Leading article: An alarming environmental risk

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The Independent Online

BP's "environmental impact assessment" makes sobering reading. According to the company's own analysis, the well it proposes to drill in the sea off the Shetland Islands has the potential to unleash the world's biggest ever oil spill.

It is the comparisons with last year's Deepwater Horizon disaster that throw BP's worst-case scenario for North Uist into the sharpest relief. The damaged wellhead at the Macondo prospect disgorged 5 million barrels-worth of oil, polluting tens of thousands of square miles of the Gulf of Mexico, damaging more than 300 miles of the Louisiana coastline, and devastating local fishing and tourism industries.

Hampered by the depth of the water, engineers struggled for nearly three months before they succeeded in shutting it down. But a similar problem at North Uist – where the water is just as deep and often stormier – could make Deepwater Horizon look easy.

According to BP's estimates, the Scottish deep-water well could leak oil at a rate of 75,000 barrels per day, faster than Macondo at its height. And since any trouble could also take longer to fix – as much as 140 days, compared with "only" 88 for Deepwater Horizon – BP is modelling for a spill of more than 10 million barrels.

Given that the nearby Shetland Islands are the richest breeding ground for seabirds in Britain, and that the waters around them are home to substantial fish stocks and more than 20 species of whales and dolphins, the environmental impact of an oil slick in the area would be catastrophic.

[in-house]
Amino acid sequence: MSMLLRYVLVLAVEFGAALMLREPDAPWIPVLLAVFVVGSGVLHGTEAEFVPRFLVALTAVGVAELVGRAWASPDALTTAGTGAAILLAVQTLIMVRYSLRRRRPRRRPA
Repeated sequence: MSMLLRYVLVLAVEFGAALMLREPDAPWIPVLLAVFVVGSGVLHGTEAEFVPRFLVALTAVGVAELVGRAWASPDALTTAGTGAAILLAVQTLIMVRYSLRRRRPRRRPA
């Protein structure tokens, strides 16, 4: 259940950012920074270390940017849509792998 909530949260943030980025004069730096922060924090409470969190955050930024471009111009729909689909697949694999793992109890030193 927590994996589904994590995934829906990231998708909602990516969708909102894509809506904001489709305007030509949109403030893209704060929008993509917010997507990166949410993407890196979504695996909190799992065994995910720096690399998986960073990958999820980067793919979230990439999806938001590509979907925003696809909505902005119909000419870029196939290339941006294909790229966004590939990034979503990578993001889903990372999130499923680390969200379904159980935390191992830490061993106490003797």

There is one positive aspect to BP's nightmare vision. It is heartening that the company is setting out detailed disaster planning and attempting to put into practice the lessons learned from last year's tragedy in the Gulf of Mexico. That its analysis is largely in the public domain is also to be welcomed.

But even the reassurance that the worst-case scenario represents only the direst of all possible outcomes cannot lay concerns about North Uist entirely to rest. It is commendable that BP is not blind to the hazards. But the company's dramatic assessment of the scale of the risk cannot fail to alarm.

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